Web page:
parting thoughts

Jerry G. and I were catching up in our classic discursive style - jumping from personal lives to data science to networking - until we finally moved to the topic of this newsletter. He starts with: “what I’m about to say isn’t a criticism, but more about what you want to do…” - which immediately gets me thinking, here comes the criticism. I focus intently on what he’s about to write.

He goes on to give me a couple of pointers, but pointers isn’t even the right word, because it was mostly questions for discussion. Questions like “do you think your newsletter could use more structure?” or “how can you develop your voice more?” and “is it worth tightening your scope?”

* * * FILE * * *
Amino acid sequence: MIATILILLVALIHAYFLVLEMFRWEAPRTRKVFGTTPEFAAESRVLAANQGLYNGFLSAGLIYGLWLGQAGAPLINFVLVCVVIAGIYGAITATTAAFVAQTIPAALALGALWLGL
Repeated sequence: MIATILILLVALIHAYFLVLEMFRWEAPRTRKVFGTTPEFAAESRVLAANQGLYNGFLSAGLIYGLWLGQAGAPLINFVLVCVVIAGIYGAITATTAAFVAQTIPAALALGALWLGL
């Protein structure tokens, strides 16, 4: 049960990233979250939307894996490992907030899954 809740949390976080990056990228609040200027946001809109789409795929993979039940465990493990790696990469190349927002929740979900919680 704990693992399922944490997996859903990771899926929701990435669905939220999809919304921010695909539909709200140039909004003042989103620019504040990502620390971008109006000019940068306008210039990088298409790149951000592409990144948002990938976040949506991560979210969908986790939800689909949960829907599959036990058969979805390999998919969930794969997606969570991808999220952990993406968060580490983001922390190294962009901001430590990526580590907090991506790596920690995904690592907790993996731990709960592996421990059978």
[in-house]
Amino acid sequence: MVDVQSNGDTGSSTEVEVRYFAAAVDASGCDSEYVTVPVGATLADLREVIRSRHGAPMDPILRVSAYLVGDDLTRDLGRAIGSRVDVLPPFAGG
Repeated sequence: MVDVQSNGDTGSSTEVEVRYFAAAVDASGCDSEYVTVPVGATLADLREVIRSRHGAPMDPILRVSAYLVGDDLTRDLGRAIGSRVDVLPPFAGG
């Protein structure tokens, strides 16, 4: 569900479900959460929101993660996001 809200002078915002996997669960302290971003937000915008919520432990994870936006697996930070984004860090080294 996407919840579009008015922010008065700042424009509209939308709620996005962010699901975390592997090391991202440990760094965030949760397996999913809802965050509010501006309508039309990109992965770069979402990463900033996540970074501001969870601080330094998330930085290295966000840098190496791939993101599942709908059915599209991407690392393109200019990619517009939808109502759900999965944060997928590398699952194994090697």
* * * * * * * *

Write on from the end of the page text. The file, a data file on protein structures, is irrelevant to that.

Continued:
As he typed, a big grin appeared across my face. I couldn’t help but think, this is exactly the reason I write. Here I am focused on the details - writing and synthesizing content - but completely ignoring the high-level stuff. Such direct and to-the-point feedback is absolutely the fastest way to get better at anything[2].

Thanks for reading,

Alex


[1] I’ve been asked about statistical significance in a couple of interviews and calling the p-value a “surprise index” works every time.
[2] Thanks to Andras & Aaron for feedback as well so far. Still working on trying to make this shorter.